Summers are supposed to be filled with ample opportunities for college students — employment, research, internships and more that can be key to their future — but with shutdowns and restrictions caused by COVID-19, most of those opportunities have been rescinded or postponed.
Recent graduates are facing hardships on a greater scale because they aren’t returning to business as usual. Employment normally is the expected next step for graduates, but much of that has been uprooted as a result of COVID-19 precautions.
“I was in the process of being hired for a full-time position which is now on hold indefinitely due to the economy, as it is a state agency,” said graduate Cassidy Hinson.
Hinson is among many students facing workforce complications due to COVID-19.
“I’m limited in my job search and had to settle for a job that’s unrelated to my degree because all the facilities I’d be qualified to work with are currently closed to the public,” said graduate William Valdes.
Valdes graduated with a Bachelor of Fine Arts in painting, which would give him opportunities to work in various kinds of “creative spaces” like museums and art galleries.
“Everything is pretty much shut down when it comes to the arts at the moment so there aren’t any opportunities for me to apply anywhere,” said Valdes. “Even all of the gallery intern positions I was looking at all got canceled.”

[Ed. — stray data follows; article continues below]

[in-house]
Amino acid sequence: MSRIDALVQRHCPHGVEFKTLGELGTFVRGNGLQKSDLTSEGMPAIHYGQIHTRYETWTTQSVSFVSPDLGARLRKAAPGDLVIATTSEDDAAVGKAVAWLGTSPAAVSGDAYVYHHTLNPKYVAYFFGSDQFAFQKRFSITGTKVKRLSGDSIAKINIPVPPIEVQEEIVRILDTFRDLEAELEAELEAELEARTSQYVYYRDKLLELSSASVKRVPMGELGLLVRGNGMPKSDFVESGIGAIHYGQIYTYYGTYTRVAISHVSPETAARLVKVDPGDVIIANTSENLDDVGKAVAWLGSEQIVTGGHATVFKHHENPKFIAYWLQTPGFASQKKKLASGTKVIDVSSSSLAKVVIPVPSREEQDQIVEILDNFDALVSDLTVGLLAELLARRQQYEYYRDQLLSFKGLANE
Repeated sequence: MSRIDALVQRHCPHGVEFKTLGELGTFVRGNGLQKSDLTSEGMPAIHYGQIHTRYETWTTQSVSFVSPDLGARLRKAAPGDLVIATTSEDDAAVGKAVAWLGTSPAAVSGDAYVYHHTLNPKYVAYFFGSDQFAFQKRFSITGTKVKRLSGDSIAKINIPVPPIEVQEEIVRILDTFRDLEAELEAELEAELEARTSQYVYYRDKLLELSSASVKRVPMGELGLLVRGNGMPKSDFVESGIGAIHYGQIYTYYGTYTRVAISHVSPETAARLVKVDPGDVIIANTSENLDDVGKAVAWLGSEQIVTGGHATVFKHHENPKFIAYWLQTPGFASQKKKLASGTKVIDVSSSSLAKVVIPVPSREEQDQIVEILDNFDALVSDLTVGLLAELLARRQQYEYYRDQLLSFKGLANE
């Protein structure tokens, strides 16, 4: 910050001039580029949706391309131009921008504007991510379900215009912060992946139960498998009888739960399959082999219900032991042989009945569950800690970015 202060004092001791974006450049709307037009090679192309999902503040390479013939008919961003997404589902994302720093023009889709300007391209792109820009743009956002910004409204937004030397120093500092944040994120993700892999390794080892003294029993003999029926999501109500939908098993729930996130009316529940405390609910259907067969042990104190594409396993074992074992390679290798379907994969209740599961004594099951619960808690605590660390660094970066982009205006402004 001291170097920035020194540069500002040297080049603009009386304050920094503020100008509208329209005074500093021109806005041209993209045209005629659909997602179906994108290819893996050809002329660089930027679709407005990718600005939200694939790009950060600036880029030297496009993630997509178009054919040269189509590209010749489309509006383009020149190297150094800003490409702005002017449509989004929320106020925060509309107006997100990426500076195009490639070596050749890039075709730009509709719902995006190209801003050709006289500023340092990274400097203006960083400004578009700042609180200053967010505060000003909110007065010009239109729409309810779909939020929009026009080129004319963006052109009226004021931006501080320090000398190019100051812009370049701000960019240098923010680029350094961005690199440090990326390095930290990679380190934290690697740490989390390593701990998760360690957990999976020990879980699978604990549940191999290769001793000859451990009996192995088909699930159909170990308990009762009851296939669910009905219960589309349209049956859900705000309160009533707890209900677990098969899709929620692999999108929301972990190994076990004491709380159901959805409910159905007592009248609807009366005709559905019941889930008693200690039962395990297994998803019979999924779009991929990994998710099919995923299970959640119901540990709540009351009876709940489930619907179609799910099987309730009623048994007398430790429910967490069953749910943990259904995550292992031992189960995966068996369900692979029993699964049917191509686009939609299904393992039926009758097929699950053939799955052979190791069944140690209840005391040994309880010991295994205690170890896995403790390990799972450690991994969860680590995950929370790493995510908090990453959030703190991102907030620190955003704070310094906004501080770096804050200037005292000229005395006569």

Even those who had already been hired for jobs and were supposed to begin working after graduation have seen interruptions to their plans.
Jenn Cook, a recent graduate from the College of Behavioral and Community Sciences, said she was hired to start working May 10 as a park ranger at Yellowstone National Park. Her employment was also going to include housing in the park’s surrounding areas, but COVID-19 put that on pause until further notice.
“In mid-April I got the call that it was delayed indefinitely — I could be called out to go in July or August, dependent both on if I was needed and if health guidelines would allow them to house me, or I could end up not going at all,” said Cook.
“The future is bleak.”
Students who are a year from graduation face a similar predicament.
For some, their plans over summer would have been important milestones for their careers after graduating, whether to gain experience in a certain field, learn from professionals or solidify what they want to do in the future.
Third-year criminology student Gaby Molina intends to go to graduate school after she earns her undergraduate degree. She said her summer internship with USF Emergency Management was going to help clearly define her path after graduation.
“I was hoping to do a [USF Emergency Management] internship in order to solidify what I would have liked to study for my master’s and ultimately do for my career, but all internships were canceled and I have no idea if they will allow it in fall,” said Molina.
There are also internships specific to a student’s year and status. This is important for third-year students like political science major Rayna Rogers.
“I was supposed to have an internship with Publix corporate which I was hoping would lead to a full-time position after graduation, but that was canceled due to COVID-19,” said Rogers. “I was told I could reapply next year, but that would require me pushing back my graduation date a semester.”
In order to reapply next year, Rogers must be a full-time undergraduate student. Since she is expected to graduate before she can reapply, she is planning on graduating later to maintain her status as a student.